Listening, Caring, and the Story

Listening and caring are prime sources of good relationships. They are so intertwined that if you experience one, you also experience the other.

If you ask yourself how you know someone cares for you, one of your responses is likely to be that you know because the person listens to you.

Ask a husband about a good wife, and he is likely to say that he knows his wife cares for him because she listens to what he has to say. Ask a wife about a good husband, and she’ll respond that he listens to her.

Even if we are saying something that is not really worth listening to, we still want someone to listen to us.

Ask a person in a poor relationship why the person feels that way, and the person will say that the other person “doesn’t care about me.” Ask,

”How do you know?” and more often than not the response will be, “He doesn’t listen to me.”

in order to understand the other person, you not only need to ask the right questions, you need to listen to the response.

Such was the case with a farmer and his horse, dog, and wagon full of grain traveling along the highway that were struck head-on by a car. The incident caused the farmer severe injuries.

When the case came to court, the lawyer defending the man driving the car asked the farmer, “Isn’t it true that immediately after the accident a passer-by came over to you and asked how you felt?”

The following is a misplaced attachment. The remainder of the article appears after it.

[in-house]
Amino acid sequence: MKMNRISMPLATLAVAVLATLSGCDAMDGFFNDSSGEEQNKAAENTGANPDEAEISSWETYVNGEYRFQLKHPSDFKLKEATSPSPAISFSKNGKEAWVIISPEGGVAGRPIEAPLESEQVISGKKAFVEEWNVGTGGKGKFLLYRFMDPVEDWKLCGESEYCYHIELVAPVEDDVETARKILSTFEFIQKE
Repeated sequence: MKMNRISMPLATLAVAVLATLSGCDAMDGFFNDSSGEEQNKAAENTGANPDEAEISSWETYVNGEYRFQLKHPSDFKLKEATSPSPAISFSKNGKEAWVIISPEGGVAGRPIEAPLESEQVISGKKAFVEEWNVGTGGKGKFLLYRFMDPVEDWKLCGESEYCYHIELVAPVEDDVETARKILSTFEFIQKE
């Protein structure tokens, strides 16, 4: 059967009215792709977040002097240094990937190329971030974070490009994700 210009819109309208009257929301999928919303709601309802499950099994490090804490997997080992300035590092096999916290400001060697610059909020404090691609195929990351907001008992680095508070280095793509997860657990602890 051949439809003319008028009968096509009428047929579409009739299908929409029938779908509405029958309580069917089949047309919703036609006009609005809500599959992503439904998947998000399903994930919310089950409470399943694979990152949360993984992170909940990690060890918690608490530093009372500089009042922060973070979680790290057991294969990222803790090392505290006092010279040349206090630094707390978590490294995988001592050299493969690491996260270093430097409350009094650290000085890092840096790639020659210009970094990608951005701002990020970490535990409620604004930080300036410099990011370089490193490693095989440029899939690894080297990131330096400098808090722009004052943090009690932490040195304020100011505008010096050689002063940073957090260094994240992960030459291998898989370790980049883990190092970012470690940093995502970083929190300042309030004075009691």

“Yes, I remember that,” replied the farmer.

“And didn’t you tell him that you never felt better in your life?” asked the lawyer.

The farmer said, “I guess I did.” The defense lawyer said, “No further questions.”

On cross-examination, the farmer’s attorney asked, “Will you please tell the jury the circumstances in which you made that response?”

The farmer said, “Immediately after the accident, my horse had two broken legs and was neighing and kicking. The passer-by who came along was a deputy sheriff. He put his revolver to my horse’s ear and shot him dead. Then he went over to my dog that had a broken back and was yelping. The man put his gun to my dog’s ear and shot him dead, too. Then he came over to me and asked, ‘How do you feel?’ I said I never felt better in my life.”

Until the lawyers and the jurors listened to the farmer’s personal plight, until they understood his perception of the entire situation, they wouldn’t be able make an appropriate judgment.

Too often, complete understanding is never achieved because we have not listened to the other person’s entire story.

Tip: Listen for good relationships and listen to the entire story before making a decision.